Report Shows That Colorado Is The 9th Least Affordable State to Live Just When Investments in Permanent Housing Achieve “Remarkable Success” in New SIB Report Release
July 15, 2021
Chief Communications and Public Policy Officer
Colorado Coalition for the Homeless
Denver—Earlier today, the City of Denver released the final evaluation of the five-year Denver Social Impact Bond (SIB) project, touting it a “remarkable success.” The project which Colorado Coalition for the Homeless (CCH) participated in alongside Mental Health Center of Denver (MHCD) launched in 2016 after an audit determined approximately $7 million in safety-net services was used by 250 people experiencing homelessness in the city of Denver. To decrease homelessness and the overuse of safety-net services like detox centers, emergency rooms, and jails, the project proposed a pay-for-success housing model over a five-year evaluation timeframe.
The project results prove that stable housing and supportive services can prevent expensive encounters with the criminal justice and safety-net systems, and help people lead more stable lives as reported by Urban Institute on July 15, 2021. Further, SIB results debunk the myth that people choose to become and stay in the cycle of homelessness. With the offer of appropriate housing and services, people engaged in the SIB program obtained housing and have remained stably housed.
As a proud partner in this program, Colorado Coalition provided 170 apartment homes to the program through its the Renaissance at North Colorado Station property, Renaissance Downtown Lofts, and scattered-site apartment homes throughout Denver. Alongside its partners, CCH provides supportive housing that has resulted in significant cost savings to the City of Denver, transformed the lives of some of Denver’s most marginalized citizens, and improved the quality of life in the downtown neighborhood by reducing the number of individuals who call the streets their home. Learn more about key findings here.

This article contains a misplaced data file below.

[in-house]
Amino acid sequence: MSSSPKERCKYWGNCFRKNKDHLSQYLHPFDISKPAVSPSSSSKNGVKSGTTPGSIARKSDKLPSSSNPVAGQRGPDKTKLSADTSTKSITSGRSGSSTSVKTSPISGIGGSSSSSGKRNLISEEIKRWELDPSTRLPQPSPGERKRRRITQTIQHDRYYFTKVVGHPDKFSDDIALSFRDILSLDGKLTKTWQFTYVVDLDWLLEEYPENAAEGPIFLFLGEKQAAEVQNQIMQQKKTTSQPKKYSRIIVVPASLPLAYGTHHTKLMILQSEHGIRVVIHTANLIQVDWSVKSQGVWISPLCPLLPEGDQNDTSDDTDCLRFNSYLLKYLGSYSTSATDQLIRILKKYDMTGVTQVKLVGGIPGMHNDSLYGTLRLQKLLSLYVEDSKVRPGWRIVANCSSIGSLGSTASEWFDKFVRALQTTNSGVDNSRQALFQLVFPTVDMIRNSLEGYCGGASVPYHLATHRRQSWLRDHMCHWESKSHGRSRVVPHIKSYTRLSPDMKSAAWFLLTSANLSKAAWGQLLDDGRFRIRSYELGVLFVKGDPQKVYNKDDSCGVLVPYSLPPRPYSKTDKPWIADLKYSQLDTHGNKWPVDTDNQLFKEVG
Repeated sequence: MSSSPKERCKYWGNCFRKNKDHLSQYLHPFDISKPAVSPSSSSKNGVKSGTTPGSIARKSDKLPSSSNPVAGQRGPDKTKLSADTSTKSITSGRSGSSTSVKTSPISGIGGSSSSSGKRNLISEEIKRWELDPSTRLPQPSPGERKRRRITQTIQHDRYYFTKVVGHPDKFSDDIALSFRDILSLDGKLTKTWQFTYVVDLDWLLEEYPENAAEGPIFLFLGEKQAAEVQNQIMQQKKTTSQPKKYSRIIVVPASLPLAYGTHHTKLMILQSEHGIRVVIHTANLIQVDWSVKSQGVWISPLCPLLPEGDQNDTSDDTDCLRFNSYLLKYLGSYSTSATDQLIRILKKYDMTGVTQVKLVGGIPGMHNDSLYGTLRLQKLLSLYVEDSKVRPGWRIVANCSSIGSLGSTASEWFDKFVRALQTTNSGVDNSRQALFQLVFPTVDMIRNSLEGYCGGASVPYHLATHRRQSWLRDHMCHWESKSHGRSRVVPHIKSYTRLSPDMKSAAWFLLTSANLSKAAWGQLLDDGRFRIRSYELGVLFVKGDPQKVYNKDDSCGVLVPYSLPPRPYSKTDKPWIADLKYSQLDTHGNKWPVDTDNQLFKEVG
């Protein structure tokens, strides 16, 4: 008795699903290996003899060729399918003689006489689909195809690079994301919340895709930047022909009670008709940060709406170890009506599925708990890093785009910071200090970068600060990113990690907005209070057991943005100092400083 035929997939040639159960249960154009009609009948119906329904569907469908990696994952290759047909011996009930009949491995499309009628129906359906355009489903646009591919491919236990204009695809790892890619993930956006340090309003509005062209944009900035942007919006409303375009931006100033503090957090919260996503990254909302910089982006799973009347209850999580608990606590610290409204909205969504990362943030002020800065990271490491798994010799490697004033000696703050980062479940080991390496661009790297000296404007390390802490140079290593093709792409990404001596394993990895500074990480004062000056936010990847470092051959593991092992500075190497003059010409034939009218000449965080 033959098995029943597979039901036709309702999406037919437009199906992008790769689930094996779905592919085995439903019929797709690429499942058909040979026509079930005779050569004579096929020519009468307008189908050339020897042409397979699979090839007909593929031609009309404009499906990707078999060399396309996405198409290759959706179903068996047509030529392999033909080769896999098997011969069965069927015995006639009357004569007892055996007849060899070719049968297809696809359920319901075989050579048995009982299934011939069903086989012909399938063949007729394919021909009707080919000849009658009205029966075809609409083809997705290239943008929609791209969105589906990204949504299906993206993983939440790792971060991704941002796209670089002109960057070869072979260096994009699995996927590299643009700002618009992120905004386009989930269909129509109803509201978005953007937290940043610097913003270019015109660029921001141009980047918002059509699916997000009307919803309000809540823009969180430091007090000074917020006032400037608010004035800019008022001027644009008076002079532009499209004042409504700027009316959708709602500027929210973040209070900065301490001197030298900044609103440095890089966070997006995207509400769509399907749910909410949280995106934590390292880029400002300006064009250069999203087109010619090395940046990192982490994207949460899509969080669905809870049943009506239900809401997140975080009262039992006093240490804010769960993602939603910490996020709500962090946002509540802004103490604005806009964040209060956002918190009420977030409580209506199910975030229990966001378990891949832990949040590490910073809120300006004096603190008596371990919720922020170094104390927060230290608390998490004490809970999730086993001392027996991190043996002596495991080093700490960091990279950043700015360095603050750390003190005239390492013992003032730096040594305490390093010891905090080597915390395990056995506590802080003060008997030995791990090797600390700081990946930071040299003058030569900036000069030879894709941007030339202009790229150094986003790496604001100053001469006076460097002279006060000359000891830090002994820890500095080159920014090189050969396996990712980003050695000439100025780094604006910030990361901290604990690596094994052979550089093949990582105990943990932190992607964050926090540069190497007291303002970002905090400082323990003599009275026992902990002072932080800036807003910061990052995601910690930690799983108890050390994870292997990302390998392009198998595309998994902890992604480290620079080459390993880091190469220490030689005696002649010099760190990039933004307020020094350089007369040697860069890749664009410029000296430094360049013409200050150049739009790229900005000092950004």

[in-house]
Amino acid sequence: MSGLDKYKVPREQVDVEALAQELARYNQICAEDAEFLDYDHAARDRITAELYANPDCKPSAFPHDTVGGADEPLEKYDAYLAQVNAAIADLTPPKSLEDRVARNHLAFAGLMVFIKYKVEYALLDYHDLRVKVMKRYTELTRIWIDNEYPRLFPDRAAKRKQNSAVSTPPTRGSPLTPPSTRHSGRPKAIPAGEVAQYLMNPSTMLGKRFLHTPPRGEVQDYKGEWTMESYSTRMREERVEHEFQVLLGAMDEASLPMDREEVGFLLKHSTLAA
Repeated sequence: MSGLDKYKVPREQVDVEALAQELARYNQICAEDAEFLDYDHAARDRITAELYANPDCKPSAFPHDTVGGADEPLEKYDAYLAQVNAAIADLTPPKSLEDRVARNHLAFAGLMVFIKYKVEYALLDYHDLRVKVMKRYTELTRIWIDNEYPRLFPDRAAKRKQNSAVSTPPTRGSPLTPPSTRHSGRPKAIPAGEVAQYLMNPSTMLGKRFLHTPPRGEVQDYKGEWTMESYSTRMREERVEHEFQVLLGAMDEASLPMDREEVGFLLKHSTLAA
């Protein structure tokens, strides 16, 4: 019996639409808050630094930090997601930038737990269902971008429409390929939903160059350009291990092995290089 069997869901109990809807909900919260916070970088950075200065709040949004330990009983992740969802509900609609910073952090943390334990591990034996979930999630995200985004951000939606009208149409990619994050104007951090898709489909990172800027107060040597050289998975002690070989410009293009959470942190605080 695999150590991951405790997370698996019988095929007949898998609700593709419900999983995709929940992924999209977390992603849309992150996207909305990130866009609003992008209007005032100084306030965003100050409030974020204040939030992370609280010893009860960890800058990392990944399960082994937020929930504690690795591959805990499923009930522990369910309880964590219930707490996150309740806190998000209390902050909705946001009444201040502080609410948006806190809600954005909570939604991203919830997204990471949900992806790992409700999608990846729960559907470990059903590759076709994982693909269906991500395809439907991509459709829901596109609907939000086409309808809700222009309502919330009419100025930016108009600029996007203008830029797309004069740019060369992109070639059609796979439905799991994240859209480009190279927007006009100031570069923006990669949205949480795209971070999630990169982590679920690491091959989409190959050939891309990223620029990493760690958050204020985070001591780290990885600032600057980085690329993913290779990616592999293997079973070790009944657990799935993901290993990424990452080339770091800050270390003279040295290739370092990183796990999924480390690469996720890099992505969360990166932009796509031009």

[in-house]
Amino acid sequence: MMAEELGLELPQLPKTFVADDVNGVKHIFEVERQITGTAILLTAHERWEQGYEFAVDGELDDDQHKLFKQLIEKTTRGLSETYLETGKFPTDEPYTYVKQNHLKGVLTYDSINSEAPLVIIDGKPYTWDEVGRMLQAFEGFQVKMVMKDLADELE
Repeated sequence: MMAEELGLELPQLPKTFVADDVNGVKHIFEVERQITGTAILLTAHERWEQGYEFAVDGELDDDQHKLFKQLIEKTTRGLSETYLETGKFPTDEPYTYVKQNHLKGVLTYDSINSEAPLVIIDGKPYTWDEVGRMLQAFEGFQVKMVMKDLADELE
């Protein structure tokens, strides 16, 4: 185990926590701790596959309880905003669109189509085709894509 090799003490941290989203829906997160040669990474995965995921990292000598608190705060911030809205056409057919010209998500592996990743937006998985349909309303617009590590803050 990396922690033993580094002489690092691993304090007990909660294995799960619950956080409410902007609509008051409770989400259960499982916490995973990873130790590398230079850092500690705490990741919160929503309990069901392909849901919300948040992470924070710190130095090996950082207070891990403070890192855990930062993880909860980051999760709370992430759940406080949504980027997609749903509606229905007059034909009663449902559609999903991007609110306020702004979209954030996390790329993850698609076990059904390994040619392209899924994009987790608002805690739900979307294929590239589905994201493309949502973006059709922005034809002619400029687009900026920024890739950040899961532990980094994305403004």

“The Denver Social Impact Bond is one of just a few pay-for-success models in the nation, but it has proven its validity and success over and over for the last five years. Scaling this solution is now our greatest call to action as Denver and surrounding cities in this state continue to become less and less affordable for even those with moderate incomes,” said John Parvensky, President/CEO of Colorado Coalition for the Homeless. “The Out of Reach report released yesterday by our partners from the National Low Income Housing Coalition tells us there is no greater time to invest in unique solutions like the SIB project. We are urgently in need of housing solutions in the state of Colorado, and SIB has proven what we know to be true: affordable and accessible housing with appropriate services helps cities like ours prioritize resources for those most in need while using limited tax dollars more wisely.”